Author: Brett Weiss PT, DPT, CEAS (Physical Therapist & Certified Ergonomic Assessment Specialist)
Top 6 Features to Look for in an Ergonomic Chair
Photo Credit: Herman Miller
The internet is a vast sea filled with products from companies promising you the world if you just buy their chair. Let’s talk about what to look for in a chair and highlight our non-negotiable features they must have to call them “ergonomic”. The key term here is “adjustable”. The more adjustable parts, the better you can customize the chair to ensure a perfect fit. Don’t go cheap on a chair, anything under $300 is almost always a waste of your money. Invest in furniture that ensures you remain healthy for years to come. Spend some money and invest in furniture with at least a 10 year warranty. If they don’t back their products, move on.
Depending on your desk height you want to make sure that the chair has the ability to lower and rise. Most standard desks are at least 29 inches high. When setting the height make sure your feet can rest firmly on the floor or a footrest with your knees at a 90 degree angle. Too high can lead to leg swelling and nerve pain due to compression in the popliteal space behind the knee. Too low and you’ll be overloading your pelvis and spine, which can lead to back pain and sciatica. Gaming chairs, which have many problems, have become increasingly more popular and tend to be too low for the average desk.
Adjustable Seat Depth
The better ergonomic chairs will provide you the opportunity to shorten or lengthen the seat to allow more or less space behind your knees. The Herman Miller Embody chair is a great example of this. This is sacred space so make sure you keep about 3-4 inches of clearance here; any more you’ll be sliding off the chair, any less can lead to leg swelling from reduced circulation.
Adjustable Lumbar Support
Make sure your chair’s lumbar pad can move up and down. We are all different heights and you want to make sure the support goes to the small of your back. Support should be small enough to not over-arch your back and large enough to keep you from rounding out your lower back as the day goes on.
Fully Adjustable Armrests
This is a BIG one for maintaining good posture! Find a chair that has armrests that can adjust up/down, turn in/out and narrow/wide. Most chairs will go up and down, many others turn in or out, but a few give you the option to adjust to the width of your torso. For those with neck pain or tightness this is a key component. When looking at the height of the armrests, they should be set even with the surface your keyboard is on.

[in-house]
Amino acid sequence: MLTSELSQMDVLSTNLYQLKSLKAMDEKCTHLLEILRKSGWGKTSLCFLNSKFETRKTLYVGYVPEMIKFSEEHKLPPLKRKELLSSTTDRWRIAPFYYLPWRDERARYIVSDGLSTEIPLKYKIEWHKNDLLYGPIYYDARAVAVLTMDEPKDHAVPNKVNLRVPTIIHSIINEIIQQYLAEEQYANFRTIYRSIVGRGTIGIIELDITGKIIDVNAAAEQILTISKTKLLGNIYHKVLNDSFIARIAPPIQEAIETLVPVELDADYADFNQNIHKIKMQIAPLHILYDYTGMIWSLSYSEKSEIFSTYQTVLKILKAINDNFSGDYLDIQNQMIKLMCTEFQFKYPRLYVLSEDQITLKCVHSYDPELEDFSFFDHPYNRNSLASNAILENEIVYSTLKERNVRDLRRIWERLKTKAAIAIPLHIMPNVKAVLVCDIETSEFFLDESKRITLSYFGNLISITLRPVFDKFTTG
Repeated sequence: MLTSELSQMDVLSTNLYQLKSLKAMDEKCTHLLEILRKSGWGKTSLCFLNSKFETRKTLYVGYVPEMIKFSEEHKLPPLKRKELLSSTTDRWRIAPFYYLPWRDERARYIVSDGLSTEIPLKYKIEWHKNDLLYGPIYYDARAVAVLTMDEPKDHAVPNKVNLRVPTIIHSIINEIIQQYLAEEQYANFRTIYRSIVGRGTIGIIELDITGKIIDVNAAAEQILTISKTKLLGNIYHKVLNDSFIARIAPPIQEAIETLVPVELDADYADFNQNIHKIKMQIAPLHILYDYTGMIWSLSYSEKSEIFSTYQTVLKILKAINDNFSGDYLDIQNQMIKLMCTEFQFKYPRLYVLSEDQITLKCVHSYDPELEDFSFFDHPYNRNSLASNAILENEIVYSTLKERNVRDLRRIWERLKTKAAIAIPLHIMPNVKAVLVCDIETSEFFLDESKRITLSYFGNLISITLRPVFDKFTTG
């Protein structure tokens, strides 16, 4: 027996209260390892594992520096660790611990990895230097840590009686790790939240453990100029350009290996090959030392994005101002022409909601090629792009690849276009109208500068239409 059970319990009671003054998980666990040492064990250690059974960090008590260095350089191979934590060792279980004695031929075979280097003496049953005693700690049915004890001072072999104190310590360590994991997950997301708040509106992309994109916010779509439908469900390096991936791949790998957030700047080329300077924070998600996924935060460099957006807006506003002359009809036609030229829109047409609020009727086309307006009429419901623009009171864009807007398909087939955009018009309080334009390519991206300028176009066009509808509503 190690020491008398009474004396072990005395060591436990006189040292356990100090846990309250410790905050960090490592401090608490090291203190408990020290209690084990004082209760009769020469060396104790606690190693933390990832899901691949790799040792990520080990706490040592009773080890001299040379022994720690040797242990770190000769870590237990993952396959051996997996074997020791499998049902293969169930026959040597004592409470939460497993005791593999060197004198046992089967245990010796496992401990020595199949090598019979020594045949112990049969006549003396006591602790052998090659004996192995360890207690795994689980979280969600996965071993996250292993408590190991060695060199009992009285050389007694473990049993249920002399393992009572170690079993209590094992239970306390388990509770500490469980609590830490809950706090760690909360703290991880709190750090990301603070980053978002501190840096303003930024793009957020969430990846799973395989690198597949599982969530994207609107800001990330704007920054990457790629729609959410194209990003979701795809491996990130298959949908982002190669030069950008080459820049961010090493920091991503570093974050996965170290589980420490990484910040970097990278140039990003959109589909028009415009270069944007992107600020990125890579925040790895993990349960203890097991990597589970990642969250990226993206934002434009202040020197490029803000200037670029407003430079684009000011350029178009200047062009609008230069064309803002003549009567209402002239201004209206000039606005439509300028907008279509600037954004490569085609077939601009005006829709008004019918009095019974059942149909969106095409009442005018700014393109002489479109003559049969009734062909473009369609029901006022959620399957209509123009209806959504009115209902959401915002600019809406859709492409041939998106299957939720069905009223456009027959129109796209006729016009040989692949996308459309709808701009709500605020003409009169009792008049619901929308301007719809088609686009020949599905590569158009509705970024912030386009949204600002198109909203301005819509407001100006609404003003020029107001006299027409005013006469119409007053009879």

Here is where you want to pay up for quality. A lot of cheaply made chairs tag themselves as “ergonomic”. The many adjustable features give the illusion that the chair is quality made. Where they fall short is often in the density of the seat cushion. Look for the cushion to be no less than 1.5”-2”.
Most people pay no attention to this when buying a chair but this is a BIG mistake! Wheels are made for the surfaces they are designed to be used on. If your seat has wheels designed for carpets (plastic wheels with no rubber grip) and you’re using it on wood or tile flooring, you’ll be sliding all over the place when typing. If you’re not sliding you’re probably tucking your feet under you all day, hello tight hamstrings!
You’ve got the Ferrari…Now learn how to drive
Once you grab that amazing new chair you’ll want to learn how to use it. I’m not just talking about how to adjust the chair (that will come in the instruction manual). I’m talking about how to take this chair and incorporate it into the larger workspace. Half the battle is getting the right tools…now it’s time to talk about how your chair fits to the desk, monitor, keyboard and mouse. How does it all work with the lighting and flooring in your space. All these questions and more can be sorted out quickly in a Virtual Ergonomic Assessment. For more information on our virtual home office assessments reach out to us at email@example.com.
You can also check out our Virtual Ergonomics Open House at the link below to get some more tips on how to better set up your in-home office. Virtual Ergonomics Open House (5/26/20)
Dr. Brett Weiss, DPT, CEAS
Physical Therapist & Certified Ergonomic Assessment Specialist